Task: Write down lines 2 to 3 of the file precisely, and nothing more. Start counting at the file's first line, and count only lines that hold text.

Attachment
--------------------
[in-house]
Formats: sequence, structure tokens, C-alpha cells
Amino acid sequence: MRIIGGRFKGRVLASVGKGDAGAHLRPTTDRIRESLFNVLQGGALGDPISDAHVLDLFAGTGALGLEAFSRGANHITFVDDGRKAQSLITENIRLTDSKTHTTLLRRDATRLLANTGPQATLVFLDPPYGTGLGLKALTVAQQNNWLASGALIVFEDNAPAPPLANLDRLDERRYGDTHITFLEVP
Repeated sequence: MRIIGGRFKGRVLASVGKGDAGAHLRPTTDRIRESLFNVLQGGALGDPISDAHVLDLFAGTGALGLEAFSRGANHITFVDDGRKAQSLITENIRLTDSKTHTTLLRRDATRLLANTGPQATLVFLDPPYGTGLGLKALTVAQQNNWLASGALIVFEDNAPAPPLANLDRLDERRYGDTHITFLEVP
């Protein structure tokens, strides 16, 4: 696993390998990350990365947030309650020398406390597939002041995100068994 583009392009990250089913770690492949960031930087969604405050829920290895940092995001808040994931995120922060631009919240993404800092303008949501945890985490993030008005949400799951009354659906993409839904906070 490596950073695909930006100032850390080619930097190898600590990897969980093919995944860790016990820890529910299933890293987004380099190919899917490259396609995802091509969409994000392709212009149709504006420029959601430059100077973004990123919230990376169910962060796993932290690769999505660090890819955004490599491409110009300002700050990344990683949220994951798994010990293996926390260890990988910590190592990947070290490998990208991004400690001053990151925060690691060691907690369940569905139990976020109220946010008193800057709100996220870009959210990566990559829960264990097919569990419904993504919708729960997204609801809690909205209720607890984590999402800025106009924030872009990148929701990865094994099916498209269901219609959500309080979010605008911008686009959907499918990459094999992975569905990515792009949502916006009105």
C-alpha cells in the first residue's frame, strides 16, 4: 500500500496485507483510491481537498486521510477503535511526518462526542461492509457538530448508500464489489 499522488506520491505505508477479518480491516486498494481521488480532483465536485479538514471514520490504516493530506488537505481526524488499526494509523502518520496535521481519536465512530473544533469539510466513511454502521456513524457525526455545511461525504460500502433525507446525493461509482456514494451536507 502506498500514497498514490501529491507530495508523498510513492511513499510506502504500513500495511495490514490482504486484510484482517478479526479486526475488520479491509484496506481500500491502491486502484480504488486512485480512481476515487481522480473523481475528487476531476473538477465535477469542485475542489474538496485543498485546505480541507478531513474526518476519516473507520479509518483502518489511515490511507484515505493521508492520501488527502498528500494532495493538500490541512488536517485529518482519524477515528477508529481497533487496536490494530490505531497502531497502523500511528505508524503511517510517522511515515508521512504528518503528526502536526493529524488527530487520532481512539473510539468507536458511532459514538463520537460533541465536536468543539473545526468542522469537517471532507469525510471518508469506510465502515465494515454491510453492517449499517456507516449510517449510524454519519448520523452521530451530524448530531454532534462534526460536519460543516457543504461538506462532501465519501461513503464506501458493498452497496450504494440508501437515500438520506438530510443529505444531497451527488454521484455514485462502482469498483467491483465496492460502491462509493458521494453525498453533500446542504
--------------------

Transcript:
Formats: sequence, structure tokens, C-alpha cells
Amino acid sequence: MRIIGGRFKGRVLASVGKGDAGAHLRPTTDRIRESLFNVLQGGALGDPISDAHVLDLFAGTGALGLEAFSRGANHITFVDDGRKAQSLITENIRLTDSKTHTTLLRRDATRLLANTGPQATLVFLDPPYGTGLGLKALTVAQQNNWLASGALIVFEDNAPAPPLANLDRLDERRYGDTHITFLEVP